There are surely better pictures of this van around but this was all I could find as I wrote this post. It was my first new vehicle and one of only two that were custom ordered. A friend who worked at a dealer in Cincinnati handled the order. It had a 305 CI V8, 3-speed automatic, air-conditioning, cruise control, and no interior. By no interior I mean it had a basic driver’s seat and nothing else. I stopped on the way home from picking up the van and bought a pair of “captain’s chairs”. I sold the single stock seat back to the dealer for a few dollars.
I clipped that opening shot from the photo at left. I’m helping my sons with a Christmas present so it must be late December which makes the van, delivered in September, just a few months old. The “conversion” may have started but I’m sure it had not progressed very far. Fletcher did eventually solo and so did Cris.
Calling what I did to the van a conversion stretches the definition of the word a bit. I covered the floor with plywood and the walls and ceiling with cheap paneling. That paneling went over scraps of insulation retrieved from a furnace manufacturer’s dumpster. Four inches of foam on a raised platform in the back served as a bed. I never did get around to carpeting the interior but that was probably for the best. Another thing I never got around to was seat-belts. The factory seat had a belt attached that went away with the seat. Mounting belts to the replacements was not recommended. What was supposed to be used were extra long belts bolted to the floor. That never happened.
This was a recreational vehicle. It made several camping trips to the Smokies and other nearby spots. It made one trip to Missouri and another to San Diego. In 1982 it attended the Knoxville World’s Fair.
At the time of the World’s Fair trip, all three kids were living with me full time. We were going on to visit friends in Alabama after our one day at the fair so the boys’ bicycles were hung on a rack on the front and the girl’s tricycle was stowed inside. The daughter and youngest son spent the night before in the van to avoid the need to wake up for the early morning departure. We had a great time at the fair although some of us got exhausted quicker than the others. Megan and I spent the last part of the day on a bench while the brothers ran around getting stamps on their fair passports. We were all exhausted by the time we reached a campground south of Knoxville. We were also pretty dirty from the hot day and looking forward to showers. That’s when we discovered we had no towels. Well, most of us had no towels. Only Fletcher had remembered this most important item (Douglas Adams would have been proud of him.) and after he had showered and dried the rest of us did the best we could with the no longer dry Star Trek beach towel.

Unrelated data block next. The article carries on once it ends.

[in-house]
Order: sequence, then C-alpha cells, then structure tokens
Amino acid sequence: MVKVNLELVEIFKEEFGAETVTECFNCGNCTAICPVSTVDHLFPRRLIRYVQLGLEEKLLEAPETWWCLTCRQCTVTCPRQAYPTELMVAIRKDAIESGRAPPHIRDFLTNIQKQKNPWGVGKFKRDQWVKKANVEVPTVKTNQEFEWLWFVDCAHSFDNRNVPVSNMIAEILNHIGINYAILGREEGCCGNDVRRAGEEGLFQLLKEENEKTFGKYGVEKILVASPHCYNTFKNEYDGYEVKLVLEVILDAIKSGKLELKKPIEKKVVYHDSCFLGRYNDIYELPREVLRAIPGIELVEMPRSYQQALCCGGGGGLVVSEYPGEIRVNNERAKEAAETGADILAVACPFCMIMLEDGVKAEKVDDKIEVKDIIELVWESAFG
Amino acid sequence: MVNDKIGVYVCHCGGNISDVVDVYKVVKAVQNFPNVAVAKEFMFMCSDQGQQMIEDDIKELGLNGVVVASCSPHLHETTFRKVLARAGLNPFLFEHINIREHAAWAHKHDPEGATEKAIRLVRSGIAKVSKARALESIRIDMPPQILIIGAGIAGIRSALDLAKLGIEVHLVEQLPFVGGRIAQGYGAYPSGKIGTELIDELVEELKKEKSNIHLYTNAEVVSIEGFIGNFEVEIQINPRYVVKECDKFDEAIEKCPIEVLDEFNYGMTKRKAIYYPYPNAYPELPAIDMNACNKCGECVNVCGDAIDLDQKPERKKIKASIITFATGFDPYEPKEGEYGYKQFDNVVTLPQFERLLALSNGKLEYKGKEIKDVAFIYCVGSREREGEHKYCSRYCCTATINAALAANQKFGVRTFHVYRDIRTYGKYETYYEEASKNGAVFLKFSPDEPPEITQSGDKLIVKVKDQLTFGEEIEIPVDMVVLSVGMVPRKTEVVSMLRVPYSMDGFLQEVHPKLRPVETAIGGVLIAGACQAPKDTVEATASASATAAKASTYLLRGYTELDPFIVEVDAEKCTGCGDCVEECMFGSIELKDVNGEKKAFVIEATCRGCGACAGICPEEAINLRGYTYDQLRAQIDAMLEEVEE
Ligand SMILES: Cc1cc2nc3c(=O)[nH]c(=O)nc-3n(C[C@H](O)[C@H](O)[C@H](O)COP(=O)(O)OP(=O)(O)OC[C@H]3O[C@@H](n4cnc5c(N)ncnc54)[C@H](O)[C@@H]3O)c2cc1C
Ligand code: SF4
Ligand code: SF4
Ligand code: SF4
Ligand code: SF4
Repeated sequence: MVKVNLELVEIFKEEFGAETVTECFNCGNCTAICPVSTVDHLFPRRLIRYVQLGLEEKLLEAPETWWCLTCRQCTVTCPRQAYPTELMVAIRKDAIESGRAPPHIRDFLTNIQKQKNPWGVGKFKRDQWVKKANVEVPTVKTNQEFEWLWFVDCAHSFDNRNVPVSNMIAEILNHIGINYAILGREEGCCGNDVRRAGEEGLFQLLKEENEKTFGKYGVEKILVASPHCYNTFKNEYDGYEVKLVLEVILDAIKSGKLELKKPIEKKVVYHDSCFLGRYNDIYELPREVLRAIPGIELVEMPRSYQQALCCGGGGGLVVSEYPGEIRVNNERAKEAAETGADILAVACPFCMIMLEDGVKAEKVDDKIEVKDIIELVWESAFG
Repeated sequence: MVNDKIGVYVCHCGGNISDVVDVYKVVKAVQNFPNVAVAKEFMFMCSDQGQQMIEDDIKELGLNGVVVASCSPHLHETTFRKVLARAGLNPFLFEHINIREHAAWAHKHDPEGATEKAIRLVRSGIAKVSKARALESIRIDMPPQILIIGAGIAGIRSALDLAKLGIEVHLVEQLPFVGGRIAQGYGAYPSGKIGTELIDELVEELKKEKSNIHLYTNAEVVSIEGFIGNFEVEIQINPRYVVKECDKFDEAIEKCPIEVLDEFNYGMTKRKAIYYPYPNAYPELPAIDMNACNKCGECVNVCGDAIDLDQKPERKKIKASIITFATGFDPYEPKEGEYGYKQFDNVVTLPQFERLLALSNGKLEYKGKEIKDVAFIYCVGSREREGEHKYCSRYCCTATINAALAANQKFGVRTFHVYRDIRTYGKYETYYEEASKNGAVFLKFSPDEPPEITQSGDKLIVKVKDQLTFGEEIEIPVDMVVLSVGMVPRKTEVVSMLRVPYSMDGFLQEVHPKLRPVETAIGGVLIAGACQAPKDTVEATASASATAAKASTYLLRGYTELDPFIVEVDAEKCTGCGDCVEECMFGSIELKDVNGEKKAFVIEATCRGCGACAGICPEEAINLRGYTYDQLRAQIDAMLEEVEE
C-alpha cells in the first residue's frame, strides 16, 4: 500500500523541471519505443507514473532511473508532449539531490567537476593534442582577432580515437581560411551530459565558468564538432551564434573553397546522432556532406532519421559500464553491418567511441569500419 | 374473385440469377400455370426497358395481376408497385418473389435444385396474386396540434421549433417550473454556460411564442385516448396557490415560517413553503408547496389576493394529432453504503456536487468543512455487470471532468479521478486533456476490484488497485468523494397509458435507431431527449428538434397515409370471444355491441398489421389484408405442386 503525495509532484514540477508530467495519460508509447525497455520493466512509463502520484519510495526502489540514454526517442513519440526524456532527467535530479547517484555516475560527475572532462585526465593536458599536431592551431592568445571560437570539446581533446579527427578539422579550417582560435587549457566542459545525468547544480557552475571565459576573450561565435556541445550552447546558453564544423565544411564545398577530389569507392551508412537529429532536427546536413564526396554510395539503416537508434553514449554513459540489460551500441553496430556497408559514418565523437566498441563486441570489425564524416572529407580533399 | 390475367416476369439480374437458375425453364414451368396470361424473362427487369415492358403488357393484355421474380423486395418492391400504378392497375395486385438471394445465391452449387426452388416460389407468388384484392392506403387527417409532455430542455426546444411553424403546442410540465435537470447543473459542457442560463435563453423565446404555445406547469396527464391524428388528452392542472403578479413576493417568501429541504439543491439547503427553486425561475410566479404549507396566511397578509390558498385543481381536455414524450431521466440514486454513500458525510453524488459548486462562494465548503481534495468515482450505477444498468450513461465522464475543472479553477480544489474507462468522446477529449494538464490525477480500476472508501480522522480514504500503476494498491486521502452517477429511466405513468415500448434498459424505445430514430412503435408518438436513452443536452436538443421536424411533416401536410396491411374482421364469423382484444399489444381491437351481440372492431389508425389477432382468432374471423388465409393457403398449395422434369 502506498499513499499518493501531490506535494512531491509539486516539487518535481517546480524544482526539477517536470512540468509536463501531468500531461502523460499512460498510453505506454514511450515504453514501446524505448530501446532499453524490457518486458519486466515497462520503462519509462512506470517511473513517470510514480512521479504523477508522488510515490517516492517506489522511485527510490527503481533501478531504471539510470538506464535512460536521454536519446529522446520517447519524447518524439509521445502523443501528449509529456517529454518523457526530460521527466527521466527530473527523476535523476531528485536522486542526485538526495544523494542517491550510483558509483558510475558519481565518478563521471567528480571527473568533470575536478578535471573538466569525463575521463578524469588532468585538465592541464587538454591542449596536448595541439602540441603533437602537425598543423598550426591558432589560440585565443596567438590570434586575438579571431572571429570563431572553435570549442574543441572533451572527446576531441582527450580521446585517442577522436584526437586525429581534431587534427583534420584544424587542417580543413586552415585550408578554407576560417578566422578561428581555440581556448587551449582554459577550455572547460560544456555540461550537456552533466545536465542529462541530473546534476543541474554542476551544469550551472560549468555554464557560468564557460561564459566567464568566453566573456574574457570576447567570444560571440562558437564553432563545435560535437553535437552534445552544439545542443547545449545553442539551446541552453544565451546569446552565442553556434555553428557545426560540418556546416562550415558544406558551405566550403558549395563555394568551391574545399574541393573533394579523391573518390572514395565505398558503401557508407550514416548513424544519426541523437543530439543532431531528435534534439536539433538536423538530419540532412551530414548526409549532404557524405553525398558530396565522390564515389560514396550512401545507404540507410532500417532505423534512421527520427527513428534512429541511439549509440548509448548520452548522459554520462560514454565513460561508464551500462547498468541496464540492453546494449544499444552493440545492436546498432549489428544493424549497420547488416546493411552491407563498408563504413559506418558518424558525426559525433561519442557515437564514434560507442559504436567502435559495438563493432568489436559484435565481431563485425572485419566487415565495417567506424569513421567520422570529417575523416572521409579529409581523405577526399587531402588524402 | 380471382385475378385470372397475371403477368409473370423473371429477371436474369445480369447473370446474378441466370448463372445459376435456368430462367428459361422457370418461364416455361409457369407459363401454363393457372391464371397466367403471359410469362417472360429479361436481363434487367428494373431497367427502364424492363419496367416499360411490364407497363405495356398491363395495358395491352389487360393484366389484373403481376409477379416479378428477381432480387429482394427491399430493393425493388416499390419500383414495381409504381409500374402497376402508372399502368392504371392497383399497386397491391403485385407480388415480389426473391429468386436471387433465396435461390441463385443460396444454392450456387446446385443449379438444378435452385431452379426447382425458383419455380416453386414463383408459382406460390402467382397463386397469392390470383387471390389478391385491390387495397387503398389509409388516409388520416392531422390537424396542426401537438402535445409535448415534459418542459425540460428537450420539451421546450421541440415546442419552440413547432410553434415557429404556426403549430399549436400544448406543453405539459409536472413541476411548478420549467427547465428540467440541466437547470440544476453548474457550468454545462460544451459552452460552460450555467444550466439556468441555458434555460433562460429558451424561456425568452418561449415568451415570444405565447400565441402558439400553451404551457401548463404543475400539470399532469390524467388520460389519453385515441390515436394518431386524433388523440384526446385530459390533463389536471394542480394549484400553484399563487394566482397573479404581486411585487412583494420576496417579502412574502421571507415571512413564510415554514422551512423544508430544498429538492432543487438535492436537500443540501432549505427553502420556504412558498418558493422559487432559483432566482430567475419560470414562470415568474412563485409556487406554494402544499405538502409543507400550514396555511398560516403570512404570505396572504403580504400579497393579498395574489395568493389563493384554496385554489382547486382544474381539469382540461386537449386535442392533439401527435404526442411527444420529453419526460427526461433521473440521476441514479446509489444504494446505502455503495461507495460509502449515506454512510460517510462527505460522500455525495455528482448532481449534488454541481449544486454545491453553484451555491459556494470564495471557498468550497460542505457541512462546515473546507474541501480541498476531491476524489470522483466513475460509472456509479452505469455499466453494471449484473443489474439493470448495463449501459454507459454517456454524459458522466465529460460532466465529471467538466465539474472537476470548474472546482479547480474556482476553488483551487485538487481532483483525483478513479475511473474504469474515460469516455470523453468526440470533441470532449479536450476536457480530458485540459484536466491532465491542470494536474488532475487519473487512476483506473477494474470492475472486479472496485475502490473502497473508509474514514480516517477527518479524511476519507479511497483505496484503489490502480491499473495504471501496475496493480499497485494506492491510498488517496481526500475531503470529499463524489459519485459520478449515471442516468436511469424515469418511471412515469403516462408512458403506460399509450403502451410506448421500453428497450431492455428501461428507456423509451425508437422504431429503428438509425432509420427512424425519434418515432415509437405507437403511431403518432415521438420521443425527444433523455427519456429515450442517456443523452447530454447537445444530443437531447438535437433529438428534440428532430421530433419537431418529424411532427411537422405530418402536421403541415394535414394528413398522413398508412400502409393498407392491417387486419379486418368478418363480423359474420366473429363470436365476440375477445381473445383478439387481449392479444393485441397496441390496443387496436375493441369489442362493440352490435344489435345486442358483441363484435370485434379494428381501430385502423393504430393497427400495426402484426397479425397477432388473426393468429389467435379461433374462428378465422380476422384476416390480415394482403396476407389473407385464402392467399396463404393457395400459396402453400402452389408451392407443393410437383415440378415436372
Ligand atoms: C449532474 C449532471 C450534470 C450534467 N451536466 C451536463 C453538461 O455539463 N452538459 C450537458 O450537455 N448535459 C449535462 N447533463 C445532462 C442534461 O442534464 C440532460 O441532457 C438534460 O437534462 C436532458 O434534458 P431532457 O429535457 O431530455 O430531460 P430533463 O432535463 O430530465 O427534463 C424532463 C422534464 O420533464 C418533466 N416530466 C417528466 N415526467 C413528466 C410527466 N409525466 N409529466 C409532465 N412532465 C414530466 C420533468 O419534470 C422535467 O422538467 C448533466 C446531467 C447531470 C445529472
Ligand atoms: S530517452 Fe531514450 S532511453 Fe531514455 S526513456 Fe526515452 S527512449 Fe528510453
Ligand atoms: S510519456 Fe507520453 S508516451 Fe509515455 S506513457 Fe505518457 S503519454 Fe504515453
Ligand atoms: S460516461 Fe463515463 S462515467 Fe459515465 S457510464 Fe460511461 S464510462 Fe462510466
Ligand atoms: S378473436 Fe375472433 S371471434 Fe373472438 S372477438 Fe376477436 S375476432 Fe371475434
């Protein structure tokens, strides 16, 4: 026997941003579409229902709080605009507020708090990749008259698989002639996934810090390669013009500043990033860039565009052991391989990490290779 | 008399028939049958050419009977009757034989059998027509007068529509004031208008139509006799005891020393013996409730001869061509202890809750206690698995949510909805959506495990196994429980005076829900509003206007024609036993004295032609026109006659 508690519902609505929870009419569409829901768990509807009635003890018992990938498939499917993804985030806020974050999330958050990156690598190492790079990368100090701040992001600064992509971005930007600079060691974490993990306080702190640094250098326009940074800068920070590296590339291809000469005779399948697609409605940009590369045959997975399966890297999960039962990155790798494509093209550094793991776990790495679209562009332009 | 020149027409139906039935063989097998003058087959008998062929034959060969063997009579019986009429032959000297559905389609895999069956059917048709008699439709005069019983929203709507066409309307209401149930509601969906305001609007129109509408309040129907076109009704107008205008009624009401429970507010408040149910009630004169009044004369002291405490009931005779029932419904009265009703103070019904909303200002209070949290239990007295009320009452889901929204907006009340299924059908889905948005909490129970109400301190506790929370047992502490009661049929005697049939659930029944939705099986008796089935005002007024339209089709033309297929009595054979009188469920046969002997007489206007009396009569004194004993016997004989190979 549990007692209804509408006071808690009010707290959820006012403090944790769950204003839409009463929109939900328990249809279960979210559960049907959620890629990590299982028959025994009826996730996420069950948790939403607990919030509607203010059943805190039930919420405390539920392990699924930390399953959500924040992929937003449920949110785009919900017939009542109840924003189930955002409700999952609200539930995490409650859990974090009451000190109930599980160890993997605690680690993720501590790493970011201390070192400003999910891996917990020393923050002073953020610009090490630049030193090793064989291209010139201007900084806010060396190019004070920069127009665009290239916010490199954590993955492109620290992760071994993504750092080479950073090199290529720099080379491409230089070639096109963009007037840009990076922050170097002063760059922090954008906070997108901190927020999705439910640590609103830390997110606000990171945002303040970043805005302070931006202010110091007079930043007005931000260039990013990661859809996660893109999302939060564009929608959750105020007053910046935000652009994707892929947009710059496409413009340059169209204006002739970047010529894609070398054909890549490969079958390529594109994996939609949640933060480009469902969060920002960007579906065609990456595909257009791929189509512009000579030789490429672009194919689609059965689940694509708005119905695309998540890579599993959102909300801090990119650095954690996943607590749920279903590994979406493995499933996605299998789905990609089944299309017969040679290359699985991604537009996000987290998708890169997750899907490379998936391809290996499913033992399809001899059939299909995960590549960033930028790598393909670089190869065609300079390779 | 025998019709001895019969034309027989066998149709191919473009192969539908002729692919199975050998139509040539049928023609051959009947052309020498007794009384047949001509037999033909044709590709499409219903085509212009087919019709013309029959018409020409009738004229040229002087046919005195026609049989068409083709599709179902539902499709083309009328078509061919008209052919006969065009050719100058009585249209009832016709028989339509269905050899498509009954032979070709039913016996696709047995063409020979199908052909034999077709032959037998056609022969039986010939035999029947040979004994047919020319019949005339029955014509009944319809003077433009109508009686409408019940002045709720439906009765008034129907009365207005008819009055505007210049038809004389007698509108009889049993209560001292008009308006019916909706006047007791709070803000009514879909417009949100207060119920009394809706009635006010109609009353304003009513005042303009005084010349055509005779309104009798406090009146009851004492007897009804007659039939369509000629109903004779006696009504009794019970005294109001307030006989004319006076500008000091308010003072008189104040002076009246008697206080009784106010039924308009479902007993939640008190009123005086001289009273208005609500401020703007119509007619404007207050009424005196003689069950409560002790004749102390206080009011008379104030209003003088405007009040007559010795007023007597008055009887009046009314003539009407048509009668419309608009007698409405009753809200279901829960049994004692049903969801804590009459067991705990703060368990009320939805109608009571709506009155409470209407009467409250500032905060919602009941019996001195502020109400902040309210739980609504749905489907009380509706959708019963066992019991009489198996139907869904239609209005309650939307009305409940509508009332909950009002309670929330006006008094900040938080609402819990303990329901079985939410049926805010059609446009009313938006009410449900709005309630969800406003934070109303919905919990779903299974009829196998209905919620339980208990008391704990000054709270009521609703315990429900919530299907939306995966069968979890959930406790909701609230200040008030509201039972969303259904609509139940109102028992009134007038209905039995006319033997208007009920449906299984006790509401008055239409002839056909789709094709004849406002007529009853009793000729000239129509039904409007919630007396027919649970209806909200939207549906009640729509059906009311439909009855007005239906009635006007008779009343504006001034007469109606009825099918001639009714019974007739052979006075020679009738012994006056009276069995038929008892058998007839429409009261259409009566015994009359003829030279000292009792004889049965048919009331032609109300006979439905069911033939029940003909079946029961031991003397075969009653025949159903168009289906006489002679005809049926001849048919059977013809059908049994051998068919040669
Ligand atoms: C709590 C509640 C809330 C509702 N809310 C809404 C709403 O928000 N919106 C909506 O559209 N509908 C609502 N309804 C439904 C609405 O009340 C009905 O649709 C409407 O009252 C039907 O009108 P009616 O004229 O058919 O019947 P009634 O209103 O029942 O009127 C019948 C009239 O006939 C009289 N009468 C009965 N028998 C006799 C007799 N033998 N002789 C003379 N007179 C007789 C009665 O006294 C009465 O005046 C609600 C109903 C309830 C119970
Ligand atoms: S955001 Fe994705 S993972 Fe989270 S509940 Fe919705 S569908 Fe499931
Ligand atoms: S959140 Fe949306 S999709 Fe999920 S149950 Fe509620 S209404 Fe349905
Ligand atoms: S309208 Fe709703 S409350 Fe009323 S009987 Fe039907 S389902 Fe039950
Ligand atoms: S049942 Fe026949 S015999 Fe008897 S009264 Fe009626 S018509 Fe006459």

In 1983 or ‘4 the van entered a new phase in its life. I attended my first of thirteen consecutive Indianapolis 500s in 1981. It was with a group who had several years experience camping at the track and charging into the infield on race morning. Parts of that charge resembled a demolition derby so most of the vehicles used were confirmed beaters. From its time as camper and all purpose transporter, the Chevy van had more than its ahare of dings and scratches but was not yet a beater when it was pressed into service as an Indy car. After a few years, I fully embraced the van’s participation in the annual event and built a deck on its top. Standing atop vehicles to watch the race was standard procedure and the deck made that easier and safer. The deck was made of something like 2x8s on edge and screwed to the gutters with plywood across the top.
I think it might have been the same year that the deck went on that the ignition went sour. A friend removed the ignition switch from the dash and ran new wire to it. It dangled from the dash and worked just fine. Track officials seemed to come up with a new rule or two every year and after several years with the sturdy deck in place, they decided it had to be removed. At that point there was only one person riding with me and, with screwdrivers and a hammer, the two of us ripped the deck off as quickly as we could.
The dangling ignition switch eventually gave out and I replaced it with two wall switches. One turned on the ignition and the other operated the starter. It was a pretty good anti-theft device although the possibility of any one stealing the van at this point was awfully slim. A blown freeze plug interrupted our last drive together. I nursed it home where it sat until a trade opportunity came along.